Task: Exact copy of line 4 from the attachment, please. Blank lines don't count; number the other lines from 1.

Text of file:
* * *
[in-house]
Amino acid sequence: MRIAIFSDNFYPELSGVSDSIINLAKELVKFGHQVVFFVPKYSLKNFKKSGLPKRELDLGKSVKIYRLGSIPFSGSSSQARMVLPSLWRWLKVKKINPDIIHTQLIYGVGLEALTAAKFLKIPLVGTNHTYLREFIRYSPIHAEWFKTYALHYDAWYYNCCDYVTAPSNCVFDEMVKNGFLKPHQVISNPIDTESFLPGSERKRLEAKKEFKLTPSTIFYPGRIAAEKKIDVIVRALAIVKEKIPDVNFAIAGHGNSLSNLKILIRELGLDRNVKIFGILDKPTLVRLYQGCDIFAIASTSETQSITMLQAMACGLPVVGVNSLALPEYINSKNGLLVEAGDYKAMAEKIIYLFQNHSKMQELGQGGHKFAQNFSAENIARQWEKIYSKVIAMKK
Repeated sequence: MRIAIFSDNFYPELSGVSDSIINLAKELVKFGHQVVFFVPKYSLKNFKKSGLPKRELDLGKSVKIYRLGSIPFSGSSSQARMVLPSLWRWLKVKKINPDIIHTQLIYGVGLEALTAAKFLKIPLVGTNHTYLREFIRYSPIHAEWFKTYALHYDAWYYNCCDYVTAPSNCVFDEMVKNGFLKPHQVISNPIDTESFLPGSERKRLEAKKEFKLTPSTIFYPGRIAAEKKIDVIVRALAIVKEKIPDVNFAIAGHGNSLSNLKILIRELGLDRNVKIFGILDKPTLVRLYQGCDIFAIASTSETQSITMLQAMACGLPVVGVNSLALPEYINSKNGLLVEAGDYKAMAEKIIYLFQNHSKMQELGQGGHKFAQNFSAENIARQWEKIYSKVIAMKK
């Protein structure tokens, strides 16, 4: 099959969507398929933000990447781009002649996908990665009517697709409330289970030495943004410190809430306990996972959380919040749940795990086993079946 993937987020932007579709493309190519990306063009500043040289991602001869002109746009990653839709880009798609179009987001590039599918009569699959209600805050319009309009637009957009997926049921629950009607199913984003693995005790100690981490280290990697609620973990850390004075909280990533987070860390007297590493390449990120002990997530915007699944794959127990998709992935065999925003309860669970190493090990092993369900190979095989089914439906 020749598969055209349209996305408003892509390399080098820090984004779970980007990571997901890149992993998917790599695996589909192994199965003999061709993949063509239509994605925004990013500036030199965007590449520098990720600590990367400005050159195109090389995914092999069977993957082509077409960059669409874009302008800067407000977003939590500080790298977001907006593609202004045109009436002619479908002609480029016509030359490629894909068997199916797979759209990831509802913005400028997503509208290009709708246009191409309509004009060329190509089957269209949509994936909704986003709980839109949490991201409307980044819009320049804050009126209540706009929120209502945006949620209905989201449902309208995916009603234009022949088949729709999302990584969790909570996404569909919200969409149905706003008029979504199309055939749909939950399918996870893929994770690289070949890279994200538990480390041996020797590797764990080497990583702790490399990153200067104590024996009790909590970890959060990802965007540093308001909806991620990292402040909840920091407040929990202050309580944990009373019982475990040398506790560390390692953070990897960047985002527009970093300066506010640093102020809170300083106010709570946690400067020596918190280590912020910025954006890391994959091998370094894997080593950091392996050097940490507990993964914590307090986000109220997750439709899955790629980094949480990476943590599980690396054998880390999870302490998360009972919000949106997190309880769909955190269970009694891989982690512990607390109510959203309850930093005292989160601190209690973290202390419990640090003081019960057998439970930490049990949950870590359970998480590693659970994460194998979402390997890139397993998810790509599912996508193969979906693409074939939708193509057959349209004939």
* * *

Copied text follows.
């Protein structure tokens, strides 16, 4: 099959969507398929933000990447781009002649996908990665009517697709409330289970030495943004410190809430306990996972959380919040749940795990086993079946 993937987020932007579709493309190519990306063009500043040289991602001869002109746009990653839709880009798609179009987001590039599918009569699959209600805050319009309009637009957009997926049921629950009607199913984003693995005790100690981490280290990697609620973990850390004075909280990533987070860390007297590493390449990120002990997530915007699944794959127990998709992935065999925003309860669970190493090990092993369900190979095989089914439906 020749598969055209349209996305408003892509390399080098820090984004779970980007990571997901890149992993998917790599695996589909192994199965003999061709993949063509239509994605925004990013500036030199965007590449520098990720600590990367400005050159195109090389995914092999069977993957082509077409960059669409874009302008800067407000977003939590500080790298977001907006593609202004045109009436002619479908002609480029016509030359490629894909068997199916797979759209990831509802913005400028997503509208290009709708246009191409309509004009060329190509089957269209949509994936909704986003709980839109949490991201409307980044819009320049804050009126209540706009929120209502945006949620209905989201449902309208995916009603234009022949088949729709999302990584969790909570996404569909919200969409149905706003008029979504199309055939749909939950399918996870893929994770690289070949890279994200538990480390041996020797590797764990080497990583702790490399990153200067104590024996009790909590970890959060990802965007540093308001909806991620990292402040909840920091407040929990202050309580944990009373019982475990040398506790560390390692953070990897960047985002527009970093300066506010640093102020809170300083106010709570946690400067020596918190280590912020910025954006890391994959091998370094894997080593950091392996050097940490507990993964914590307090986000109220997750439709899955790629980094949480990476943590599980690396054998880390999870302490998360009972919000949106997190309880769909955190269970009694891989982690512990607390109510959203309850930093005292989160601190209690973290202390419990640090003081019960057998439970930490049990949950870590359970998480590693659970994460194998979402390997890139397993998810790509599912996508193969979906693409074939939708193509057959349209004939």